“My colleagues are reporting that they feel isolated and excluded. This is really problematic. Whether intentional or not, people are being dropped from distributions for e-mails, calls, and other communications. They are not being included in discussions and decisions in which they should have a say.”
Sadly, in this crisis, such sentiments are not uncommon. Social distancing and remote working create many challenges to fostering an inclusive culture – when in fact, diversity with inclusion may be the key to your organization’s survival.
As we all deal with the mayhem that has resulted from this pandemic, many businesses are struggling with how they can survive or potentially adapt, should they even have the financial runway to make the required shifts. Unprecedented times call for innovative solutions – creative and different ways of approaching unexpected business challenges. To achieve this, you need people of diverse perspectives and backgrounds to contribute their ideas to help navigate and survive these uncertain times. Just as importantly, these perspectives must be heard and included. Hence, to survive, we and our organizations must be intentional by acting now to foster a culture of diversity with inclusion.
Here are some key steps for leveraging diversity with inclusion for your organization’s survival:
Step 1: Recognize the diversity and greatness of your existing team
- Understand and appreciate your team’s current diversity: While hiring more diverse talent is not likely to be an option for most in this challenging environment, organizations should focus on leveraging their existing diversity. Diversity is not just apparent or primary diversity (such as race, gender, or age). Critical to innovation is diversity of thought, which may be influenced by various primary as well as secondary diversity (such as work experience, skills, education, or communication styles).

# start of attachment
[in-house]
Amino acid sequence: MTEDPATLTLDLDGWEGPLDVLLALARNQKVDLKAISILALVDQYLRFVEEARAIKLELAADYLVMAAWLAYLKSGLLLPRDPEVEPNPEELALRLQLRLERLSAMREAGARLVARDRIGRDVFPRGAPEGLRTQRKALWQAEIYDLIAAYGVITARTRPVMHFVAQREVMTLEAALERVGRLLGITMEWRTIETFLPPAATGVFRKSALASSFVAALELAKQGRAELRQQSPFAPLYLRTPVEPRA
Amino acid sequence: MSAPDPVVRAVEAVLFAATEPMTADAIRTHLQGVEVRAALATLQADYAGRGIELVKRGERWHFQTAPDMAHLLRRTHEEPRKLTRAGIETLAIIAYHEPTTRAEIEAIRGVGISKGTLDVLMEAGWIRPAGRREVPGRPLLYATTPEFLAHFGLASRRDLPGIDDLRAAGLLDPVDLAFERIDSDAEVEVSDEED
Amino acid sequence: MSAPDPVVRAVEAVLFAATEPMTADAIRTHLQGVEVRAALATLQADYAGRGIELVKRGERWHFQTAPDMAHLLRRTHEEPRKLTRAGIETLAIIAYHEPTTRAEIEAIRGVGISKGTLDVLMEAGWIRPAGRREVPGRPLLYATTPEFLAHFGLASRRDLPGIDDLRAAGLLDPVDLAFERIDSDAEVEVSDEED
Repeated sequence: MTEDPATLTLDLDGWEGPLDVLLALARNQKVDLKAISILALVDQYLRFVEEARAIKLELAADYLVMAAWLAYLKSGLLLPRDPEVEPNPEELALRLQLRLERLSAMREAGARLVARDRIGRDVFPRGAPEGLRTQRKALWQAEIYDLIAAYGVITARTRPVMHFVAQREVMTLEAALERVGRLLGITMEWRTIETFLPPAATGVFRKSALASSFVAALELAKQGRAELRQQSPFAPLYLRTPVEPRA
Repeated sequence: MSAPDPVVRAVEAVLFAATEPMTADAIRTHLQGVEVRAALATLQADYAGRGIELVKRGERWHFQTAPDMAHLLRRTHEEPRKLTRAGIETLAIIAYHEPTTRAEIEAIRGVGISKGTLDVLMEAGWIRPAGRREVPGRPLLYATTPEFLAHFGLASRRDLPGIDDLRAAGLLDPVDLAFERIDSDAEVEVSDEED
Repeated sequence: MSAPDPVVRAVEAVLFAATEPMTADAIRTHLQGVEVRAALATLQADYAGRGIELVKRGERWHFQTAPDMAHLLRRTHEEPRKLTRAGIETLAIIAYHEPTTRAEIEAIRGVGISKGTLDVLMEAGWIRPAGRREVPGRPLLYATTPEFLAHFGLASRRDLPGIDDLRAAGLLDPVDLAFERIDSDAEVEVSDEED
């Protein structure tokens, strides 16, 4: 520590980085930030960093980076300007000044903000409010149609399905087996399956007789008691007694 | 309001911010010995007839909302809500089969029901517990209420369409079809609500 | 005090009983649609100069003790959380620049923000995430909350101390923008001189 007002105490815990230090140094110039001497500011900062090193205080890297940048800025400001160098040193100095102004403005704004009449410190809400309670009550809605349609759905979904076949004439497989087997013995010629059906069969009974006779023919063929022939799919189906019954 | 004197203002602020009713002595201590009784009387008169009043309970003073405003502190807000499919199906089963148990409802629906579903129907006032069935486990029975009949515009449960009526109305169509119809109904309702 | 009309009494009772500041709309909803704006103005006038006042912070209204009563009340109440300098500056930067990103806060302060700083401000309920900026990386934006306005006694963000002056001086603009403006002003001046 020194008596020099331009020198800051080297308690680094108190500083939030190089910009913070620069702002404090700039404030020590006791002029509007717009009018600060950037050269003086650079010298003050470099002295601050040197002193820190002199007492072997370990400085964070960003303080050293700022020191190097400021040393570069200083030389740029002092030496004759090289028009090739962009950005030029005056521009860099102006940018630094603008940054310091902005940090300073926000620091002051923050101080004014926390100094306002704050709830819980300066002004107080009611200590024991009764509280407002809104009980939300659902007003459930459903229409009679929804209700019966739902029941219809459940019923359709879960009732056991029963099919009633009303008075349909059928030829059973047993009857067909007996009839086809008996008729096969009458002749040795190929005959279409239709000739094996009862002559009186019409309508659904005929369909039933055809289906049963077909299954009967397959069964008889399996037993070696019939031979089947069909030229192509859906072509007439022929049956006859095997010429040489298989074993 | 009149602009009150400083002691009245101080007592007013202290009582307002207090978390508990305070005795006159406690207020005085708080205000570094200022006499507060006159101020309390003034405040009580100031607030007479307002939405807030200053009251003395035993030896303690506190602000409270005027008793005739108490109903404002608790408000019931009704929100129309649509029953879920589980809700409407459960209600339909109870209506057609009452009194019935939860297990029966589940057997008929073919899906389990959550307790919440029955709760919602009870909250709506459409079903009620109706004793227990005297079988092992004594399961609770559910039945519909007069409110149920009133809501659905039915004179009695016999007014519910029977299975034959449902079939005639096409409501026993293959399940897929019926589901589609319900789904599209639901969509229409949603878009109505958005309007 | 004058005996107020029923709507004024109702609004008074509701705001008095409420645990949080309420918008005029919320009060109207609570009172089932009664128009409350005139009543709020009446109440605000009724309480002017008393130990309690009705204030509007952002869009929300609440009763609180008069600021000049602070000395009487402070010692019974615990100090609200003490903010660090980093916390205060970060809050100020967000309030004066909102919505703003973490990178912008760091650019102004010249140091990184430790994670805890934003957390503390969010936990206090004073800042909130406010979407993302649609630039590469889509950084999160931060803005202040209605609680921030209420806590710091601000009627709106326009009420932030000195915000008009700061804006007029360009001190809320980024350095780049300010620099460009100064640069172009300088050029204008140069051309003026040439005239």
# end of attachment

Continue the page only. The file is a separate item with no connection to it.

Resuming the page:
- Be intentional in ensuring diverse perspectives are represented in important discussions, decision-making, and initiatives: Prior to scheduling brainstorming or problem-solving meetings, review invitee lists to ensure that diversity will be represented. Where internal reallocation of employees is required in adapting your business to the needs of the market, consider the mix of employees in driving innovation and creativity for that initiative.
Step 2: Ensure the required technology infrastructure is in place to foster an inclusive culture
Fostering a culture of diversity with inclusion is often challenging enough when employees are able to spend time together in the office, with opportunities to interact face-to-face. The need for many employees to work remotely and to practice “social distancing” creates challenges, but also provides opportunities for organizations to implement new approaches and tools. In particular, this is a great opportunity for organizations to further leverage technology to tackle business challenges while building inclusive and high-performing culture.
For many years now, I have been working with remote and inclusive teams to tackle key business initiatives. I’ve found a few technologies particularly helpful:
- Video calls: Encourage meetings to be conducted by video calls (rather than just audio calls). The ability to see each other will encourage more active engagement and listening by participants. It will also foster greater connectedness among participants relative to audio-only calls. Some great video call platforms include: Zoom, Google Hangouts, and Webex;